MORRISVILLE — Where others see obstacles Bob Young sees opportunities.
Thus the “red hatter” marketer and evangelical believer in Linux who helped create a company called Red Hat is taking the same process to his new enterprise, LuLu.
Seeking to capitalize on the continuing consolidation in the music and book publishing industries, Young is opening up LuLu to authors and musicians who can’t crack – or don’t even want to try cracking — the big time.
“We are looking at this the same way Marc Ewing and I looked at software with Red Hat Linux,” Young says, referring to his Red Hat co-founder and Linux code guru. “The amount of consolidation that was going on in software was a good thing for the shareholders of those companies, but it was not a good thing for consumers.
“The more consolidation you get, the prices tend to go up, and the number of choices tends to go down. What we’re seeing in the recording industry, the textbook, book, film and music industry is massive consolidation. The creator — where an author or journalist — has fewer and fewer options to bring their music or book to market.”
Into the breach steps LuLu.
Young announced this week that LuLu Enterprises is morphing into a larger site for publishing of all kinds — music, books, even online photo albums. He’s trying to take advantage of the continued consolidation in the publishing and entertainment industry to give fledgling authors, musicians, photographers and artists new ways of getting “published.”
At the same time, he also wants to see these creators keep more of the profits their intellectual power creates.
“We are creating a peer-to-peer publishing network,” says Young, his voice as excitable and enthusiastic as ever. “It enables authors or musicians or photographers to bring their works to the marketplace directly without having to ask the permission of one of the major publishers.
“We want to let the authors in this world know that LuLu is up and running. It’s functional, easy to use, and it has a growing number of users — from authors of textbooks to poetry.”
Young stepped away from his duties at Red Hat and launched LuLu last year. He’s done a number of things with the new company, from putting on a “Tech Circus” — a new spin on trade shows — to digital online publishing. Now he’s expanding LuLu into a multimedia-publishing house with a variety of additional services, such as layout and design of books to linking authors to publishers who can print a “real” book one at a time or hundreds of a time.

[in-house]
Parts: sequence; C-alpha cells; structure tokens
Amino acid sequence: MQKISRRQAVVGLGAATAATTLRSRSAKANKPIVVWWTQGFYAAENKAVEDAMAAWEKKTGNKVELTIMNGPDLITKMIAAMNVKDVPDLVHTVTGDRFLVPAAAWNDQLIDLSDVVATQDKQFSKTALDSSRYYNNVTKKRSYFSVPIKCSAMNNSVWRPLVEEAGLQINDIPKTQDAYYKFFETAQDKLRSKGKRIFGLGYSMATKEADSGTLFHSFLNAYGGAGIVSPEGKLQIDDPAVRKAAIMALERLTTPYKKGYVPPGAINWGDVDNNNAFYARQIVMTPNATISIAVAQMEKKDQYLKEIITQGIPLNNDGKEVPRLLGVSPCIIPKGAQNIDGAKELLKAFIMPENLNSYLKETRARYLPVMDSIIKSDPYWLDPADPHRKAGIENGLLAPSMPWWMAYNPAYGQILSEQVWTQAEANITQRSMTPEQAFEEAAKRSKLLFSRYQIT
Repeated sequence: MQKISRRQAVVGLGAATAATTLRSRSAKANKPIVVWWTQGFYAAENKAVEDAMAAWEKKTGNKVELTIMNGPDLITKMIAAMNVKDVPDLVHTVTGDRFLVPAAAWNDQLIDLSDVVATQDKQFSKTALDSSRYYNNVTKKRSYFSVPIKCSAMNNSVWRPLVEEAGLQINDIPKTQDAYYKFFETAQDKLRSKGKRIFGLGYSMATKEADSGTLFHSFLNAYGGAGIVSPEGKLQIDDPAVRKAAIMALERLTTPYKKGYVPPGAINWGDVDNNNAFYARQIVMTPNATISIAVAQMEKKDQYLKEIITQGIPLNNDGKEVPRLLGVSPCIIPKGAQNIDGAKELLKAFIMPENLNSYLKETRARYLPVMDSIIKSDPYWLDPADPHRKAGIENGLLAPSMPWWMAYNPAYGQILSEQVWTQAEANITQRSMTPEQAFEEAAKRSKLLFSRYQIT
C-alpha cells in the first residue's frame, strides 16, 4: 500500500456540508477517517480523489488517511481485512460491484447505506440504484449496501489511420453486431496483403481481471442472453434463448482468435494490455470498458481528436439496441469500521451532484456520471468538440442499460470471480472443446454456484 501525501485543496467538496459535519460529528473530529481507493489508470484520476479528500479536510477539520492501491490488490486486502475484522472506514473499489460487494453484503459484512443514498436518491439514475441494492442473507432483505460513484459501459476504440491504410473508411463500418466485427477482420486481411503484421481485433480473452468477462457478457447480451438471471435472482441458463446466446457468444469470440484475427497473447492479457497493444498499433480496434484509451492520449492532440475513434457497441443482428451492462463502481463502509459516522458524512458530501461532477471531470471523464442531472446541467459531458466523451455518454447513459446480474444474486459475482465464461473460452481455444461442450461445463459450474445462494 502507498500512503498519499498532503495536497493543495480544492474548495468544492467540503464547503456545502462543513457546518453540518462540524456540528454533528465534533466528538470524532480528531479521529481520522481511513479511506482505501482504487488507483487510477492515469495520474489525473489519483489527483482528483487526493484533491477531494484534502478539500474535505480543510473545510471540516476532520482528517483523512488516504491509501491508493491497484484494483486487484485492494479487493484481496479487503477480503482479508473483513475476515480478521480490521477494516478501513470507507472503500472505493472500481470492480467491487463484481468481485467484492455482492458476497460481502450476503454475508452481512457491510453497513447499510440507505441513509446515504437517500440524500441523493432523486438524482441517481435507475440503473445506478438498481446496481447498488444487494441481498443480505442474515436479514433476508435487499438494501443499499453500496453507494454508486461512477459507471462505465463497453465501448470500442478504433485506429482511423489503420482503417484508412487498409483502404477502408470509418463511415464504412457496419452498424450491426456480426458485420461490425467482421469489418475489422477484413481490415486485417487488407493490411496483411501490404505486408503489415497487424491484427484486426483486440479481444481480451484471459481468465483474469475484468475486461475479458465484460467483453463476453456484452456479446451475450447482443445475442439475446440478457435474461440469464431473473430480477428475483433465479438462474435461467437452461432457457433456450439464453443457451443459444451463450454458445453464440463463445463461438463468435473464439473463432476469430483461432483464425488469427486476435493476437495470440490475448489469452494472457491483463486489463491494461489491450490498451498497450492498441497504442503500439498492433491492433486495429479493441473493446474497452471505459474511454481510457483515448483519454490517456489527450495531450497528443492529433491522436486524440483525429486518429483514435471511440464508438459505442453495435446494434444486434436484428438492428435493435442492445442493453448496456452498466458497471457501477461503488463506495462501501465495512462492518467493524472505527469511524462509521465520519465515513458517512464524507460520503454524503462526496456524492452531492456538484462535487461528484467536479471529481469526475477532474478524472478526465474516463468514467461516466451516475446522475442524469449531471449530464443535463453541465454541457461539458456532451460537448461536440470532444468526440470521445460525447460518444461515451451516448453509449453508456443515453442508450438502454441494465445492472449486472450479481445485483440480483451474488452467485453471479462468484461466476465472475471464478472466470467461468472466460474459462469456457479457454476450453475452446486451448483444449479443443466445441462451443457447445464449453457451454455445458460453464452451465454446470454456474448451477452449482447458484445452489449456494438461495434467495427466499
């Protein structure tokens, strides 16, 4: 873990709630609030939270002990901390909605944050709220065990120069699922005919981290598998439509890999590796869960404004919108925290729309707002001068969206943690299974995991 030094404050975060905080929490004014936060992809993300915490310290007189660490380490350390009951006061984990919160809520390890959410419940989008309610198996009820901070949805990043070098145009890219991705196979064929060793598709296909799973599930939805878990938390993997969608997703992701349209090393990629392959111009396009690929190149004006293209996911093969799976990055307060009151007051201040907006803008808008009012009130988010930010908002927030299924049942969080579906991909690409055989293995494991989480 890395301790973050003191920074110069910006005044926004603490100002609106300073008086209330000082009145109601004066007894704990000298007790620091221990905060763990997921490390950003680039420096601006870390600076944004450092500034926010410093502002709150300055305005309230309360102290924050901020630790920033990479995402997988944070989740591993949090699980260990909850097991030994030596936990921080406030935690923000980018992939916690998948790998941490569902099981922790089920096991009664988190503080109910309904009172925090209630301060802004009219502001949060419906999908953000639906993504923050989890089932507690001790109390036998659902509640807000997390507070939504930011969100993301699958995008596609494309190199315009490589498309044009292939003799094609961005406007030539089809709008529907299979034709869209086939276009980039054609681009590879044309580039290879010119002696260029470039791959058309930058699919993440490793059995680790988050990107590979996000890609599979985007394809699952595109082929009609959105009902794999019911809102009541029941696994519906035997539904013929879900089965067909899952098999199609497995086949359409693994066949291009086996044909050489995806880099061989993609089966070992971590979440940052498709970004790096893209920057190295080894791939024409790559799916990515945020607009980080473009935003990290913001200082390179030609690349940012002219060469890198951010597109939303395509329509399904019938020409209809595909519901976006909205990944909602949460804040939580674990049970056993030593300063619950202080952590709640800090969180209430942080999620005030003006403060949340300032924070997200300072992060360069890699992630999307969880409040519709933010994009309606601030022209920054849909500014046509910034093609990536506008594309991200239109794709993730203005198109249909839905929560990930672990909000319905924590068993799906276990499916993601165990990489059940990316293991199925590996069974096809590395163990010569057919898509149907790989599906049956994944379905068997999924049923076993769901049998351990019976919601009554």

And he’s set up LuLu in such a way that the creators keep all rights to their property. LuLu earns certain fees for services. Most of the money goes to the artist, which is hardly the case with the publishing houses and music industry.
Choice, choice, choice
Young also cites the lack of choice for authors who may have a great idea but little chance of convincing a publisher to buy an idea.
“If you want to write an Economics 101 textbook, there are six textbook publishers in the country, all of whom have their own Economics 101 textbooks,” he says. “You have this limited supply of textbooks, which tends to drive up costs.
“On the one hand, there is a large demand for the textbooks. On the other hand, there are a large number of people capable of writing the textbooks. In the middle is the publishing industry which is acting as a bottleneck for the suppliers of the knowledge and the consumers of knowledge.”
A “perfect medium” to erase the bottleneck and help all involved outside of the major publishers is “a peer-to-peer network,” he says.
Another upside for authors and musicians beyond getting published is the opportunity to truly cash in if a book or CD becomes a good seller.
“You listen to musicians these days and the bulk of them say they have to sell 250,000 records before they make any money from a major record label by the time the label takes out marketing costs and all its other costs,” Young says. “If you publish and sell your own recording, for every copy you sell or every concert you have, you earn 80 percent.
“Why bother with a major record label? Even if you only sell one tenth as many records, you make 10 times the money!”
LuLu is going to make its money by providing services, including the selling of ISBN numbers which are necessary to get books listed in libraries. But Young also says LuLu has a chance to create quite a stir in publishing.
“If we are successful, we are going to re-invent the publishing business,” he says. “One thing we are not is a publisher. We do not make the author or artist sign any publishing agreements or any form of exclusivity. The control of the artist’s work belongs to the author. We are simply the marketplace to help them bring their work to market.”
He also says LuLu is not an online auction site. “eBay sells things,” he explains. “We sell content.”
Young is sure to stress that LuLu does not intend to be a threat to publishers but a boost. In fact, he sees authors starting with LuLu and then working with the publishing houses and recording labels as they generate traction and a following.
“We’re almost like a farm system,” he says, using a sports analogy for minor leagues.
And he is encouraged by the number of people already expressing interest in what LuLu offers.
“We’re adding 10 new books a day,” Young says. “We think this is just a drop in the bucket on where we should be. Our technology is actually getting quite mature, and we are getting a better understanding of what authors and consumers needs.”
Oh, LuLu also offers a nice hat for sale as well. Gone is Young’s trademark red hat. In its place is a baseball cap branded “LuLu.”
Rick Smith is managing editor of Local Tech Wire.